BY: Citizens Count
HB 1338, a bill which recently passed the House and is now being considered by the Senate Education Committee, would allow parents to opt their children out of statewide standardized tests for any reason without a penalty.
The bill also specifies that the state Department of Education and Board of Education cannot penalize any school or district for having a lower rate of participation in testing.
Similar laws have been passed in several states.
However, state legislation cannot restrict the U.S. Education Department from sanctioning schools that slip below the 95% participation rate required by federal guidelines. Possible penalties could include withholding of federal funding.
Supporters of the legislation argue that parents should have a right to exempt their children from exams if they believe the tests might be harmful or represent bad educational practice. They further argue that school results aren't harmed by lower rates of participation, and the federal government has yet to cut any funding for schools with low participation rates.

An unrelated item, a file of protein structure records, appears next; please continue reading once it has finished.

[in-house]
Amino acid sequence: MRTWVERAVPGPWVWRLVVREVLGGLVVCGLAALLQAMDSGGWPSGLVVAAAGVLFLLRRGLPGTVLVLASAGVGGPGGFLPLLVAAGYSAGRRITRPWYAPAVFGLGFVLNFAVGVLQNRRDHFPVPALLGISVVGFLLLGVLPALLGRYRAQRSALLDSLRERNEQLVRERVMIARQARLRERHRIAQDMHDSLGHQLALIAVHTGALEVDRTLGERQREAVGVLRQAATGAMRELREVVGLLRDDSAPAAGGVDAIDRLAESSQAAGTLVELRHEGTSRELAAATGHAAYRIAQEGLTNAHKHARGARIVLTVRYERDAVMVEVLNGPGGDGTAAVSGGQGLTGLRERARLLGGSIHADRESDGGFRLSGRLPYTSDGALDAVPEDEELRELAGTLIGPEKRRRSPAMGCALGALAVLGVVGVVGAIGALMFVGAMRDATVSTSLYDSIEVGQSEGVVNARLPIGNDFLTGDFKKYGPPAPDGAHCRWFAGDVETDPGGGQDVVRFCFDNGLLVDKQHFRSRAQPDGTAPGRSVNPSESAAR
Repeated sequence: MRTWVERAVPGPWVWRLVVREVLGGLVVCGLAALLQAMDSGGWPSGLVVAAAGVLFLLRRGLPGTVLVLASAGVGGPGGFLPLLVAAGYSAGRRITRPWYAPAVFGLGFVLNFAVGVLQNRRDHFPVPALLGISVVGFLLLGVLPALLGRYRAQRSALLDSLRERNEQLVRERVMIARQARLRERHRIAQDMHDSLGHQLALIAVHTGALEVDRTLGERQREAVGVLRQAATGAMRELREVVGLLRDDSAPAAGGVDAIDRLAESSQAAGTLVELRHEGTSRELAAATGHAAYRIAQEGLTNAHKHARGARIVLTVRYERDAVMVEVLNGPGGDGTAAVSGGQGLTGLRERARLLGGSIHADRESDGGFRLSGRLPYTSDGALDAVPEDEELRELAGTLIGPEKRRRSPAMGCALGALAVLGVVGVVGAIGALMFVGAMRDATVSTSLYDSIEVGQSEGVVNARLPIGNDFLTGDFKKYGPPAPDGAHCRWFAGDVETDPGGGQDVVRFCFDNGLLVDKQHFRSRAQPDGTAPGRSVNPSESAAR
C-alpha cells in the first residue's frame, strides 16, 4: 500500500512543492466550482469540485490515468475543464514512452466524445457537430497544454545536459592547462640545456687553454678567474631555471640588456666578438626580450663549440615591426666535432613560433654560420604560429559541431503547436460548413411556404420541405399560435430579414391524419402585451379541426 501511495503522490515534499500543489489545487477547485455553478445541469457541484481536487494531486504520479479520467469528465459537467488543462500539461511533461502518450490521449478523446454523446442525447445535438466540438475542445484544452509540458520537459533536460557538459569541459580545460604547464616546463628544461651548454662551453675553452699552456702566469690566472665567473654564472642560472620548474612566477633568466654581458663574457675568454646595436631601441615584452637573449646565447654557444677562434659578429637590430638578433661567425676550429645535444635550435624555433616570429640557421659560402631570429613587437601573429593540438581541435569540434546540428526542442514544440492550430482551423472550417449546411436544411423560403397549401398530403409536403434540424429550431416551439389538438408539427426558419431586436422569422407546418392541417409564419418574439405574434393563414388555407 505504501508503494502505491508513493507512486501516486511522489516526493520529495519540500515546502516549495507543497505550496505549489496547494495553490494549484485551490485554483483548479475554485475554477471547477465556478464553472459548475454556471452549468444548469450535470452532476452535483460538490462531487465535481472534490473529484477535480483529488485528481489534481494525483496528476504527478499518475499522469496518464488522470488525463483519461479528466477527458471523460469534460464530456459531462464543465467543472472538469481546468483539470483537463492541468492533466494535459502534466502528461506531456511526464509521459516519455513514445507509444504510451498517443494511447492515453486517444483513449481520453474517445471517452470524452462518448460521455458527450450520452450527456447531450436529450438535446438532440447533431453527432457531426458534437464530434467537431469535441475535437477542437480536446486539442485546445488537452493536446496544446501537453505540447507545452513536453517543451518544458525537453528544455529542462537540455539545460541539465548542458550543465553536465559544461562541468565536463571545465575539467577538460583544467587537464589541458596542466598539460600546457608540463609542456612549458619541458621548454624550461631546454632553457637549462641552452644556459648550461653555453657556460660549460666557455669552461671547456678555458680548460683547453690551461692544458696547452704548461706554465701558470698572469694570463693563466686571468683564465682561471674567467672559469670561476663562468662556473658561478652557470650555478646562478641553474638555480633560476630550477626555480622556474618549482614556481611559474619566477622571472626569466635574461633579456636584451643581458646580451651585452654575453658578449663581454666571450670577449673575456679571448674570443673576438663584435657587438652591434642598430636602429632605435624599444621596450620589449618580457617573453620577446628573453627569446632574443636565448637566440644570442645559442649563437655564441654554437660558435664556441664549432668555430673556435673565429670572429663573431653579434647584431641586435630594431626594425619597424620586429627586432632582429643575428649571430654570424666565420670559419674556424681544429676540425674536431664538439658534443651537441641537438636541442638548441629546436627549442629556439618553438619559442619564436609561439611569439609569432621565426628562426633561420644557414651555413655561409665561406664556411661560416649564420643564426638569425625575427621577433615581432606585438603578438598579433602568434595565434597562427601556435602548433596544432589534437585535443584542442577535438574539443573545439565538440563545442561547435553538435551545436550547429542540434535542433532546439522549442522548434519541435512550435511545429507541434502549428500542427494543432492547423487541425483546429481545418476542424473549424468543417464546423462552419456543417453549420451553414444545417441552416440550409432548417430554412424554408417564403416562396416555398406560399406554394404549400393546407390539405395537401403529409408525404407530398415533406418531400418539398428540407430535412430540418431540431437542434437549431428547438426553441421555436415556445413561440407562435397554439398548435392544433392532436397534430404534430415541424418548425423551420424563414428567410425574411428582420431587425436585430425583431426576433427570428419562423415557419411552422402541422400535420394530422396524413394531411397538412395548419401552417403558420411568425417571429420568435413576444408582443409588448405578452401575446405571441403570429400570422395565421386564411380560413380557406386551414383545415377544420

Opponents counter that rising opt-out rates would hurt those students who do participate in exams, as schools or districts are at risk for losing needed federal dollars. They also note that lower participation will compromise the quality of data on school performance, as well as make it more difficult to identify subject areas where an individual child might be struggling and need more help.